Orphan Island by Laurel Snyder Blog Tour

Once again, I am thrilled to support another amazing book published by Walden Pond Press... Be sure to scroll all the way down to enter to win a copy of the book from the publisher. I received an advance copy of the book from the publisher, but my thoughts are all my own. 

Orphan Island by Laurel Snyder
To be published by Walden Pond Press on  May 30, 2017
ISBN-13: 978-0062443410

On the island, everything is perfect. The sun rises in a sky filled with dancing shapes; the wind, water, and trees shelter and protect those who live there; when the nine children go to sleep in their cabins, it is with full stomachs and joy in their hearts. And only one thing ever changes: on that day, each year, when a boat appears from the mist upon the ocean carrying one young child to join them—and taking the eldest one away, never to be seen again.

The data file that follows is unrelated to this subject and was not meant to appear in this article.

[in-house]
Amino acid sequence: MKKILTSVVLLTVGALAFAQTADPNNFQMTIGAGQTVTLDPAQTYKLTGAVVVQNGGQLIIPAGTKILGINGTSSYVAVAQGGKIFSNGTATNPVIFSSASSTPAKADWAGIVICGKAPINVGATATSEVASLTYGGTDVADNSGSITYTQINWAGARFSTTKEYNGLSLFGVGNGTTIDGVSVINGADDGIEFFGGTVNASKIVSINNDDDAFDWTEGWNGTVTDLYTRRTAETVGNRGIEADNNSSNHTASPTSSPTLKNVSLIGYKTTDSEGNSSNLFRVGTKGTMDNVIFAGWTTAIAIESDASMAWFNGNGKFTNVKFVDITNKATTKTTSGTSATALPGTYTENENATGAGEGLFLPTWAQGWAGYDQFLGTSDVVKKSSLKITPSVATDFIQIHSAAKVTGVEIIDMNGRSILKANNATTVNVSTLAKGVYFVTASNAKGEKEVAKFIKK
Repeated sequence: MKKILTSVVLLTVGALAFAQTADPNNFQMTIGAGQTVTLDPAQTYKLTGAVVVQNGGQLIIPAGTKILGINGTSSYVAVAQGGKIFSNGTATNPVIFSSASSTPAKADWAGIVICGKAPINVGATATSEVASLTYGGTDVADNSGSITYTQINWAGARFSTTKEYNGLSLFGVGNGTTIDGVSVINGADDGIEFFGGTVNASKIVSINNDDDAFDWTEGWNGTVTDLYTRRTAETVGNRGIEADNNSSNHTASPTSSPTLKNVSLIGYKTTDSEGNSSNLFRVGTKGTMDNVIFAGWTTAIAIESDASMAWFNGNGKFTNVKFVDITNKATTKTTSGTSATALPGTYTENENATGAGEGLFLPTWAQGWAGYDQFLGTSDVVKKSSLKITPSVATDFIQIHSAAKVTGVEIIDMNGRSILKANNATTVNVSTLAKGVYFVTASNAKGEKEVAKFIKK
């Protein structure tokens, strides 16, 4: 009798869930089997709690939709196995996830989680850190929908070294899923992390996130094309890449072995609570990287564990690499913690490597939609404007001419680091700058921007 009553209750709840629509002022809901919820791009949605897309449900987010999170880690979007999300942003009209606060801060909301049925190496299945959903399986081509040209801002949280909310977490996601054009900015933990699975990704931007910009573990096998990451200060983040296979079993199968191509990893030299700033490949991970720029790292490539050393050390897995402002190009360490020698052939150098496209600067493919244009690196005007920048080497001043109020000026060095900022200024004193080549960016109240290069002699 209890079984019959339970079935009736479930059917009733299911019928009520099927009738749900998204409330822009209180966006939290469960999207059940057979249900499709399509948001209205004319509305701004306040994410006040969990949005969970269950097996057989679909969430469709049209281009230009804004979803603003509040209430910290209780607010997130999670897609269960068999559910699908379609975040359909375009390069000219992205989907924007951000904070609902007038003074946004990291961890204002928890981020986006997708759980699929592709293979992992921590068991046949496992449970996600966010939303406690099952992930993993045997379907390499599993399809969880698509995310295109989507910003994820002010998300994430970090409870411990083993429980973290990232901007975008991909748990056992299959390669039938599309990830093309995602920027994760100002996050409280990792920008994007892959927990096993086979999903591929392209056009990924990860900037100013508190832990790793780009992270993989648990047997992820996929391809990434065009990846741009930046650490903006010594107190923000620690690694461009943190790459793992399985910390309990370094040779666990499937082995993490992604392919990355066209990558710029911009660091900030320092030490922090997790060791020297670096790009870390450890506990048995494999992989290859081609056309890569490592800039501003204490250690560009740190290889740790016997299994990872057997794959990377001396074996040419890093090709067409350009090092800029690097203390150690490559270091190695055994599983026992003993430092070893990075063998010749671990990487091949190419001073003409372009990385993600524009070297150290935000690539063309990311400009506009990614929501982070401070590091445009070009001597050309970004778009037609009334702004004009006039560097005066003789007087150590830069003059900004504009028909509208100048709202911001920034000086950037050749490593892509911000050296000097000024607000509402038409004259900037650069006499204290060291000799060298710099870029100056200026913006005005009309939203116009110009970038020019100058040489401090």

Today’s Changing is no different. The boat arrives, taking away Jinny’s best friend, Deen, replacing him with a new little girl named Ess, and leaving Jinny as the new Elder. Jinny knows her responsibility now—to teach Ess everything she needs to know about the island, to keep things as they’ve always been. But will she be ready for the inevitable day when the boat will come back—and take her away forever from the only home she’s known?

My Thoughts: 

This book appealed to so many of my “reading self” layers…

Book lover: